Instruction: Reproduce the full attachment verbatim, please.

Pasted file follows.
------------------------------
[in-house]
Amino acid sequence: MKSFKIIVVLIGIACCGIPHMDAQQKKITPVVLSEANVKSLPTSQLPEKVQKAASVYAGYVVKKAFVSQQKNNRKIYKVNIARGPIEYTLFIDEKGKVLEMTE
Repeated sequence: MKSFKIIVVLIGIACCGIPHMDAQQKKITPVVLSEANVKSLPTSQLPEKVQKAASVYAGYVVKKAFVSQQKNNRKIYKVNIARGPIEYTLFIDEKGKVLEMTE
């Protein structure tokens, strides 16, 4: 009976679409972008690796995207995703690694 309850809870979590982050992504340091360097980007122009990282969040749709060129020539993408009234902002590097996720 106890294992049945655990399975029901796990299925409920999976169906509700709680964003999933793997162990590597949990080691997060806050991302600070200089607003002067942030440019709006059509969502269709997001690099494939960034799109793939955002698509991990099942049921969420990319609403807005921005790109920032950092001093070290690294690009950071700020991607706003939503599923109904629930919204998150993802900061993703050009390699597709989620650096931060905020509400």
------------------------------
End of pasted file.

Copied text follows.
[in-house]
Amino acid sequence: MKSFKIIVVLIGIACCGIPHMDAQQKKITPVVLSEANVKSLPTSQLPEKVQKAASVYAGYVVKKAFVSQQKNNRKIYKVNIARGPIEYTLFIDEKGKVLEMTE
Repeated sequence: MKSFKIIVVLIGIACCGIPHMDAQQKKITPVVLSEANVKSLPTSQLPEKVQKAASVYAGYVVKKAFVSQQKNNRKIYKVNIARGPIEYTLFIDEKGKVLEMTE
């Protein structure tokens, strides 16, 4: 009976679409972008690796995207995703690694 309850809870979590982050992504340091360097980007122009990282969040749709060129020539993408009234902002590097996720 106890294992049945655990399975029901796990299925409920999976169906509700709680964003999933793997162990590597949990080691997060806050991302600070200089607003002067942030440019709006059509969502269709997001690099494939960034799109793939955002698509991990099942049921969420990319609403807005921005790109920032950092001093070290690294690009950071700020991607706003939503599923109904629930919204998150993802900061993703050009390699597709989620650096931060905020509400």